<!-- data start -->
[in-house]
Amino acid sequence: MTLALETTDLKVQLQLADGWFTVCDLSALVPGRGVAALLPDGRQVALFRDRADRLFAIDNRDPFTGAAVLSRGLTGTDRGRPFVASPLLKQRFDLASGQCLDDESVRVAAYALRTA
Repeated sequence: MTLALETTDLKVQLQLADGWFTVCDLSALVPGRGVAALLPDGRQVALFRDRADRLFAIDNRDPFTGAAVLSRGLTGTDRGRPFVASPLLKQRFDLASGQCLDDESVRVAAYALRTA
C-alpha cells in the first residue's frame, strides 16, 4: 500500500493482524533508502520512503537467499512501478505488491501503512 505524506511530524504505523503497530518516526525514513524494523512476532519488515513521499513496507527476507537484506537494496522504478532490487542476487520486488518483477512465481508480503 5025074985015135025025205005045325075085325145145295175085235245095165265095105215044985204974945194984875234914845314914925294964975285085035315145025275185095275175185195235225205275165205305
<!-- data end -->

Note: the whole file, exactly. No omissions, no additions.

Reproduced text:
[in-house]
Amino acid sequence: MTLALETTDLKVQLQLADGWFTVCDLSALVPGRGVAALLPDGRQVALFRDRADRLFAIDNRDPFTGAAVLSRGLTGTDRGRPFVASPLLKQRFDLASGQCLDDESVRVAAYALRTA
Repeated sequence: MTLALETTDLKVQLQLADGWFTVCDLSALVPGRGVAALLPDGRQVALFRDRADRLFAIDNRDPFTGAAVLSRGLTGTDRGRPFVASPLLKQRFDLASGQCLDDESVRVAAYALRTA
C-alpha cells in the first residue's frame, strides 16, 4: 500500500493482524533508502520512503537467499512501478505488491501503512 505524506511530524504505523503497530518516526525514513524494523512476532519488515513521499513496507527476507537484506537494496522504478532490487542476487520486488518483477512465481508480503 5025074985015135025025205005045325075085325145145295175085235245095165265095105215044985204974945194984875234914845314914925294964975285085035315145025275185095275175185195235225205275165205305